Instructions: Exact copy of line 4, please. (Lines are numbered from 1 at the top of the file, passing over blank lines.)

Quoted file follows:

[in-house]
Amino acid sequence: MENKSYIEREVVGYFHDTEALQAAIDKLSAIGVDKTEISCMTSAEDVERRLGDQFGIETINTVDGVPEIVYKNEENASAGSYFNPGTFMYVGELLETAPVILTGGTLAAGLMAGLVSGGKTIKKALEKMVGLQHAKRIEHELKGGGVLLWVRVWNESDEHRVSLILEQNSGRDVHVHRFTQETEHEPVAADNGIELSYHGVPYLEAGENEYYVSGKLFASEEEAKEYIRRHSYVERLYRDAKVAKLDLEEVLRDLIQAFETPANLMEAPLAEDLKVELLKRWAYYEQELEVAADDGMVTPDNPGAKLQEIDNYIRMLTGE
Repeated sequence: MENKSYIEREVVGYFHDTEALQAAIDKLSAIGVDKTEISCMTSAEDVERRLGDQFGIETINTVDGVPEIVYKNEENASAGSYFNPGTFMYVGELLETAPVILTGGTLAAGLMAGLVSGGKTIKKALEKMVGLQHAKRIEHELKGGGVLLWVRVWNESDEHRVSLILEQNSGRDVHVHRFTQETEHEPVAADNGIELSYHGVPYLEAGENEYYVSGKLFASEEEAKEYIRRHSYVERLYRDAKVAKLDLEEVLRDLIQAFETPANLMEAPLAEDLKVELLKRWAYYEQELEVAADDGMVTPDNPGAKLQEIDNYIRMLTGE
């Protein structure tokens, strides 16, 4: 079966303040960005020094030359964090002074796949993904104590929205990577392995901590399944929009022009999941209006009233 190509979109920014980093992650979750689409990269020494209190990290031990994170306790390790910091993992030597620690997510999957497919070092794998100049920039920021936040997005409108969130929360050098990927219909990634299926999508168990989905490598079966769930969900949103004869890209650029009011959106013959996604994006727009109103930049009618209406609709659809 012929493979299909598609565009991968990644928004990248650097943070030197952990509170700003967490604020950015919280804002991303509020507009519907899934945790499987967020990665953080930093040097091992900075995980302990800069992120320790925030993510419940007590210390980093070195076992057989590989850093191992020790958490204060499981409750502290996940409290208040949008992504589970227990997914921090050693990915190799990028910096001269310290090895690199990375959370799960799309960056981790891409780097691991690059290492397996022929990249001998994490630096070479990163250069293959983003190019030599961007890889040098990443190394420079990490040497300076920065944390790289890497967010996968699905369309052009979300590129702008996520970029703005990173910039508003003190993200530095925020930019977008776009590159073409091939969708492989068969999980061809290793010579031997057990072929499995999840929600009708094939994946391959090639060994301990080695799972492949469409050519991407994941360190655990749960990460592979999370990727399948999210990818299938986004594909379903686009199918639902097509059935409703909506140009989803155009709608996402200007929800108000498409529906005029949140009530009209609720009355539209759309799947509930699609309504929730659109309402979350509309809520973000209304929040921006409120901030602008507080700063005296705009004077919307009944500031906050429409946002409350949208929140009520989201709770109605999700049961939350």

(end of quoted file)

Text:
């Protein structure tokens, strides 16, 4: 079966303040960005020094030359964090002074796949993904104590929205990577392995901590399944929009022009999941209006009233 190509979109920014980093992650979750689409990269020494209190990290031990994170306790390790910091993992030597620690997510999957497919070092794998100049920039920021936040997005409108969130929360050098990927219909990634299926999508168990989905490598079966769930969900949103004869890209650029009011959106013959996604994006727009109103930049009618209406609709659809 012929493979299909598609565009991968990644928004990248650097943070030197952990509170700003967490604020950015919280804002991303509020507009519907899934945790499987967020990665953080930093040097091992900075995980302990800069992120320790925030993510419940007590210390980093070195076992057989590989850093191992020790958490204060499981409750502290996940409290208040949008992504589970227990997914921090050693990915190799990028910096001269310290090895690199990375959370799960799309960056981790891409780097691991690059290492397996022929990249001998994490630096070479990163250069293959983003190019030599961007890889040098990443190394420079990490040497300076920065944390790289890497967010996968699905369309052009979300590129702008996520970029703005990173910039508003003190993200530095925020930019977008776009590159073409091939969708492989068969999980061809290793010579031997057990072929499995999840929600009708094939994946391959090639060994301990080695799972492949469409050519991407994941360190655990749960990460592979999370990727399948999210990818299938986004594909379903686009199918639902097509059935409703909506140009989803155009709608996402200007929800108000498409529906005029949140009530009209609720009355539209759309799947509930699609309504929730659109309402979350509309809520973000209304929040921006409120901030602008507080700063005296705009004077919307009944500031906050429409946002409350949208929140009520989201709770109605999700049961939350």